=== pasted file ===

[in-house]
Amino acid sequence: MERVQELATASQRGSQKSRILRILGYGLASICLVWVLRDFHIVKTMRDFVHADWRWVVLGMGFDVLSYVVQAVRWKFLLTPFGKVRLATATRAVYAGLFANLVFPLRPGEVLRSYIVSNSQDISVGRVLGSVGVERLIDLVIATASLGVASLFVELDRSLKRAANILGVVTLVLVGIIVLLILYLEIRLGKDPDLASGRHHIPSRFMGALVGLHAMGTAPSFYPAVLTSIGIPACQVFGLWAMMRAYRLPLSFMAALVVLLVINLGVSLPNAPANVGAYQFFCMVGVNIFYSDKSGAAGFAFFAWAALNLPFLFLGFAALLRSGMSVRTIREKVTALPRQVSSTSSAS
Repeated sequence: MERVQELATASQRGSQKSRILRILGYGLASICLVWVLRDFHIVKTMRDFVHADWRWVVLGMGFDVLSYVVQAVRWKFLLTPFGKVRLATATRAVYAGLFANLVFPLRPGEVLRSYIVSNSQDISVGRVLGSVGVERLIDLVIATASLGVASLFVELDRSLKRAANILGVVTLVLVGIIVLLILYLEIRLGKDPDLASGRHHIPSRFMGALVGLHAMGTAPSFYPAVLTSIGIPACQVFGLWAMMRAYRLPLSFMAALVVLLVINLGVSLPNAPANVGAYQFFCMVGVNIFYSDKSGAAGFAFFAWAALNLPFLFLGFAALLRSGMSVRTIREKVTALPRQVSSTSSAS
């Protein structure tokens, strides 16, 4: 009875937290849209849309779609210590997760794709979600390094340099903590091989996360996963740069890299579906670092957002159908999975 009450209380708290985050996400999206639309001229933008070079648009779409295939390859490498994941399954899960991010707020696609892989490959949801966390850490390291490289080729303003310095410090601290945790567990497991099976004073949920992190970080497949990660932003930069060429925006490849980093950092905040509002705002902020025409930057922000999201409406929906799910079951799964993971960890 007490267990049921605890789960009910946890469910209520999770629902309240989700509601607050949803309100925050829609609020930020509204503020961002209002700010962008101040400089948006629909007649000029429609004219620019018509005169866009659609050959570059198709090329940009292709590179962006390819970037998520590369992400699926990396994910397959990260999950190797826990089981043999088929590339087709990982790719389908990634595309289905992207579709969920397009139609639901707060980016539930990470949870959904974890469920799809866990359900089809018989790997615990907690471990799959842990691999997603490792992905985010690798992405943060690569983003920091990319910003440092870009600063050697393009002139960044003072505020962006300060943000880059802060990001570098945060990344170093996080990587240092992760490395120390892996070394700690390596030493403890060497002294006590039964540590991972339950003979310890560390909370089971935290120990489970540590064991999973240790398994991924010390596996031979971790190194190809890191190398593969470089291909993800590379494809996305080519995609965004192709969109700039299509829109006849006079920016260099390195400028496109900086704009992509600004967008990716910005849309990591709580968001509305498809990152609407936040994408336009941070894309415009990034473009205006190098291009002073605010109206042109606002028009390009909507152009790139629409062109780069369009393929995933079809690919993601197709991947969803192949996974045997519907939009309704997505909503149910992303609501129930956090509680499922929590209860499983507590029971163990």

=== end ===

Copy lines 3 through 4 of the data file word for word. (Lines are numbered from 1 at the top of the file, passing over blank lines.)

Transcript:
Repeated sequence: MERVQELATASQRGSQKSRILRILGYGLASICLVWVLRDFHIVKTMRDFVHADWRWVVLGMGFDVLSYVVQAVRWKFLLTPFGKVRLATATRAVYAGLFANLVFPLRPGEVLRSYIVSNSQDISVGRVLGSVGVERLIDLVIATASLGVASLFVELDRSLKRAANILGVVTLVLVGIIVLLILYLEIRLGKDPDLASGRHHIPSRFMGALVGLHAMGTAPSFYPAVLTSIGIPACQVFGLWAMMRAYRLPLSFMAALVVLLVINLGVSLPNAPANVGAYQFFCMVGVNIFYSDKSGAAGFAFFAWAALNLPFLFLGFAALLRSGMSVRTIREKVTALPRQVSSTSSAS
């Protein structure tokens, strides 16, 4: 009875937290849209849309779609210590997760794709979600390094340099903590091989996360996963740069890299579906670092957002159908999975 009450209380708290985050996400999206639309001229933008070079648009779409295939390859490498994941399954899960991010707020696609892989490959949801966390850490390291490289080729303003310095410090601290945790567990497991099976004073949920992190970080497949990660932003930069060429925006490849980093950092905040509002705002902020025409930057922000999201409406929906799910079951799964993971960890 007490267990049921605890789960009910946890469910209520999770629902309240989700509601607050949803309100925050829609609020930020509204503020961002209002700010962008101040400089948006629909007649000029429609004219620019018509005169866009659609050959570059198709090329940009292709590179962006390819970037998520590369992400699926990396994910397959990260999950190797826990089981043999088929590339087709990982790719389908990634595309289905992207579709969920397009139609639901707060980016539930990470949870959904974890469920799809866990359900089809018989790997615990907690471990799959842990691999997603490792992905985010690798992405943060690569983003920091990319910003440092870009600063050697393009002139960044003072505020962006300060943000880059802060990001570098945060990344170093996080990587240092992760490395120390892996070394700690390596030493403890060497002294006590039964540590991972339950003979310890560390909370089971935290120990489970540590064991999973240790398994991924010390596996031979971790190194190809890191190398593969470089291909993800590379494809996305080519995609965004192709969109700039299509829109006849006079920016260099390195400028496109900086704009992509600004967008990716910005849309990591709580968001509305498809990152609407936040994408336009941070894309415009990034473009205006190098291009002073605010109206042109606002028009390009909507152009790139629409062109780069369009393929995933079809690919993601197709991947969803192949996974045997519907939009309704997505909503149910992303609501129930956090509680499922929590209860499983507590029971163990």